158783 is seen here at its terminus in Matlock. Pre-Beeching, trains such as the Blue Pullman, would pass through en route to Manchester via Bakewell, Monsal Head and Millers Dale
Our journey north from Derby is an all-stopper, calling at Duffield and Belper on the Midland Main Line, before branching off at Ambergate - where once there stood a station whose platforms were laid out in a triangular fashion, though today just one exists on the branch line. Whatstandwell soon followed and this is a location I holidayed at regularly with my family. We then passed through Cromford - where avids of Michael Portillo's Great British Railway Journeys would know stands the world's oldest factory - and onto Matlock Bath, which I see as a seaside resort that's missing the sea, before onto the line's terminus at Matlock. Despite efforts at the less-popular stations to restore signage and general presentation to that of yesteryear, both Matlock and Matlock Bath station signs carried British Railway's 'Regional Railways' logos.
As detailed below, Matlock's former bus station is now referred to as Bus Stands C & D, yet is more substantial than the new one opened next to the train station
Our tightest connection was now - 1035 Service 17 to Chesterfield, operated by Stagecoach in Chesterfield. Matlock now has two bus stations, dissected by the River Derwent. Derbyshire County Council refer to the original station as merely 'bus stands' today, and they're located a good 5 minute walk from the train station. Stagecoach often deploy Volvo Olympians to Service 17 and the route is superb when seen from the top-deck of a vehicle of this type. Initially, the circuitous Lime Tree Hill with its 1-in-7 gradient poses a struggle for many vehicles and then a few miles further, the much more linear Slack Hill offers spectacular views across the valley. Aboard a bog-standard ADL Dart/ADL Pointer, 35261, YN56 SGZ, it has to be said, the experience is somewhat diminished.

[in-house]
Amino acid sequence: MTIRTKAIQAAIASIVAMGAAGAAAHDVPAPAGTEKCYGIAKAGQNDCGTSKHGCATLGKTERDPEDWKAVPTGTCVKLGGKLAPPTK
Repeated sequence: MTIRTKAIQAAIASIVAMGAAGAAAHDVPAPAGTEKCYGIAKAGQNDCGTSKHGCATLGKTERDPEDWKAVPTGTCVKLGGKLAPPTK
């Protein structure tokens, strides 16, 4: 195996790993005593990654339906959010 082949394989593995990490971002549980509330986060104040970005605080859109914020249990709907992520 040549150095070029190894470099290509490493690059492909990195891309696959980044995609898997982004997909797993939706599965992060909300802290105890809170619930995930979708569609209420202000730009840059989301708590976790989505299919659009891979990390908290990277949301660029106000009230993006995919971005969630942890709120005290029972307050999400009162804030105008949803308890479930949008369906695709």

Stagecoach Service 17 sees alternate Summer Sunday journeys extend beyond Matlock to Ashbourne, though ours was one of the 'shorts'
A brisk walk was needed now to Chesterfield train station to board our third EMT service of the day - this being the 1137 to Sheffield, formed of two 5-car Meridians (222023+222019). There was more than ample space inside as the 10-car formation headed north through Dronfield to its Sheffield terminus. I'd never travelled aboard a two-unit Meridian before and while it was clearly not needed for this journey, I assumed operational staff had calculated it would operate a busy service later in the day.
At Sheffield, by chance, we bumped into an LEYTR Member who's a train conductor for Transpennine Express and had a nosey round the cab of one of their Class 185 'Desiros', before heading to the Interchange to catch our next service - TM Travel's 218 to Buxton.